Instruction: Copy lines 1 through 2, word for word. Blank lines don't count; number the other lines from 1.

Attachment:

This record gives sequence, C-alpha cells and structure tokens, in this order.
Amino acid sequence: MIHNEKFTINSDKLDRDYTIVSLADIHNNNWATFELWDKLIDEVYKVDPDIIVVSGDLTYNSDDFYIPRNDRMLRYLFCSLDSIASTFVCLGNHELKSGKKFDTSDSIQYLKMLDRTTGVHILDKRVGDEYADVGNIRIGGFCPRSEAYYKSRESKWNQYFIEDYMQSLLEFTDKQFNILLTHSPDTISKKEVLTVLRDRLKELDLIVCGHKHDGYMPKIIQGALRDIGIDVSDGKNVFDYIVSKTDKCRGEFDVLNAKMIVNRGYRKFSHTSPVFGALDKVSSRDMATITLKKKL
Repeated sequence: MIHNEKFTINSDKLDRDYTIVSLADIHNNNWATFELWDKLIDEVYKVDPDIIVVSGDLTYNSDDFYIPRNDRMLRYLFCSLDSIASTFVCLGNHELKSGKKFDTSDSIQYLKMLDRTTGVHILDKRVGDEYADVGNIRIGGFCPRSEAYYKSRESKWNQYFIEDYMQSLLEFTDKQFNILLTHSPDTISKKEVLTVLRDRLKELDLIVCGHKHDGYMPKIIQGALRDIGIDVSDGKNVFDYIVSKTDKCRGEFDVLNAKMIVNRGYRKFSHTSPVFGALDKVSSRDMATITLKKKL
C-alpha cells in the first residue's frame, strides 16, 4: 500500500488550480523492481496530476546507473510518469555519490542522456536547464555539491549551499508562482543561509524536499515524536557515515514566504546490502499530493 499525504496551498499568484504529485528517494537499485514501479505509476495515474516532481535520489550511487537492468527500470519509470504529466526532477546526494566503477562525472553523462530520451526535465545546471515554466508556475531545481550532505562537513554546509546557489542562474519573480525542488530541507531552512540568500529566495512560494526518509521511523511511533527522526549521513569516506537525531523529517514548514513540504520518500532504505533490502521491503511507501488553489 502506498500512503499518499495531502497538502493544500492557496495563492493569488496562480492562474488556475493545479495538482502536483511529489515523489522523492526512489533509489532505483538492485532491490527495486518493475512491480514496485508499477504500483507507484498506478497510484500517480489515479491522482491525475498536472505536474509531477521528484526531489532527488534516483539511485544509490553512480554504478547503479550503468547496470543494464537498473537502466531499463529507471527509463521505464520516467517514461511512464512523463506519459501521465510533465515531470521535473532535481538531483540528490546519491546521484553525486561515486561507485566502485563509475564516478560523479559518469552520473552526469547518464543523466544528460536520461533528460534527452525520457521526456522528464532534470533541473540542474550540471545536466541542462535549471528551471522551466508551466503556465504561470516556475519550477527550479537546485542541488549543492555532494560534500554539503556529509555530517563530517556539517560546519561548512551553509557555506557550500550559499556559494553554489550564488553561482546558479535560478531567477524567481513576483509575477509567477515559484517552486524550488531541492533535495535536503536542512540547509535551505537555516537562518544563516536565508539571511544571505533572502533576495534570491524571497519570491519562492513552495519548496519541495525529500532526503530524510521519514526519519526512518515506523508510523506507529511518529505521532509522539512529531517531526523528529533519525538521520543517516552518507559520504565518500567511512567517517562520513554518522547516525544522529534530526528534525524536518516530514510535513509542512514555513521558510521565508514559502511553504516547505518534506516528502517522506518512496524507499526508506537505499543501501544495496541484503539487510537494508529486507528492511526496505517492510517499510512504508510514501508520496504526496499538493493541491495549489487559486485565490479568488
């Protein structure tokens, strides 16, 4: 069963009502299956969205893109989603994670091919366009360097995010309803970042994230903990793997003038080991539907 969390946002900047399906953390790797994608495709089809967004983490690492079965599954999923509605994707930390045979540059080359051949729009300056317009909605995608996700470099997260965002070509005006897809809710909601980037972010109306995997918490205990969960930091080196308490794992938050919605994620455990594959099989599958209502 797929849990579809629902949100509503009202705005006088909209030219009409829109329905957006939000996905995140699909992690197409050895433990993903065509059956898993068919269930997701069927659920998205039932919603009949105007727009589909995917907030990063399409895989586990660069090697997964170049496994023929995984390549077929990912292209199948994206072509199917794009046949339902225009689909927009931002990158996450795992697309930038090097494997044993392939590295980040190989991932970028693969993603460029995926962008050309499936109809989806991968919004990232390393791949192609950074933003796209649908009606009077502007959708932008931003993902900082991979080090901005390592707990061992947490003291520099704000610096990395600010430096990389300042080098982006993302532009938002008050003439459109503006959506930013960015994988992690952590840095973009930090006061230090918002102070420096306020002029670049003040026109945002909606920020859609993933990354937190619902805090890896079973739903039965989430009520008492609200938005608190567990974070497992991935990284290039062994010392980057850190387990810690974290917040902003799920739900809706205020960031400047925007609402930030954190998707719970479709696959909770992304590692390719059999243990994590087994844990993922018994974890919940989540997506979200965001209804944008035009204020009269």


This record gives sequence, C-alpha cells and structure tokens, in this order.
Amino acid sequence: MIHNEKFTINSDKLDRDYTIVSLADIHNNNWATFELWDKLIDEVYKVDPDIIVVSGDLTYNSDDFYIPRNDRMLRYLFCSLDSIASTFVCLGNHELKSGKKFDTSDSIQYLKMLDRTTGVHILDKRVGDEYADVGNIRIGGFCPRSEAYYKSRESKWNQYFIEDYMQSLLEFTDKQFNILLTHSPDTISKKEVLTVLRDRLKELDLIVCGHKHDGYMPKIIQGALRDIGIDVSDGKNVFDYIVSKTDKCRGEFDVLNAKMIVNRGYRKFSHTSPVFGALDKVSSRDMATITLKKKL